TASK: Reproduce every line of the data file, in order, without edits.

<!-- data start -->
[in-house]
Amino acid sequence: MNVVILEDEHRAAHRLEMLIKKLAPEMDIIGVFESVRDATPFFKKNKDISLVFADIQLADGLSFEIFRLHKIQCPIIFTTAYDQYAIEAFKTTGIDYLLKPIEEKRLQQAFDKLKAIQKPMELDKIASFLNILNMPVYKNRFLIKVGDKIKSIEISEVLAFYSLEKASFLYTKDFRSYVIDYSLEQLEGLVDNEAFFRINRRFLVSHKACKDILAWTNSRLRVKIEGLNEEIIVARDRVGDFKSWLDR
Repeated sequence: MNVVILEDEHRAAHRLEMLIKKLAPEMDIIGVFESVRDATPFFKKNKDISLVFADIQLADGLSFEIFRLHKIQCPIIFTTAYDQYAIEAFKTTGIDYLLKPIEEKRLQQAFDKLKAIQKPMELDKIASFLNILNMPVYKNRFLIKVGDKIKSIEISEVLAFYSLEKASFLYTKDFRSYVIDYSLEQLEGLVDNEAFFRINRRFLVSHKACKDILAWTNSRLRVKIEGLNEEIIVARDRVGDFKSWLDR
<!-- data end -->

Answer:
[in-house]
Amino acid sequence: MNVVILEDEHRAAHRLEMLIKKLAPEMDIIGVFESVRDATPFFKKNKDISLVFADIQLADGLSFEIFRLHKIQCPIIFTTAYDQYAIEAFKTTGIDYLLKPIEEKRLQQAFDKLKAIQKPMELDKIASFLNILNMPVYKNRFLIKVGDKIKSIEISEVLAFYSLEKASFLYTKDFRSYVIDYSLEQLEGLVDNEAFFRINRRFLVSHKACKDILAWTNSRLRVKIEGLNEEIIVARDRVGDFKSWLDR
Repeated sequence: MNVVILEDEHRAAHRLEMLIKKLAPEMDIIGVFESVRDATPFFKKNKDISLVFADIQLADGLSFEIFRLHKIQCPIIFTTAYDQYAIEAFKTTGIDYLLKPIEEKRLQQAFDKLKAIQKPMELDKIASFLNILNMPVYKNRFLIKVGDKIKSIEISEVLAFYSLEKASFLYTKDFRSYVIDYSLEQLEGLVDNEAFFRINRRFLVSHKACKDILAWTNSRLRVKIEGLNEEIIVARDRVGDFKSWLDR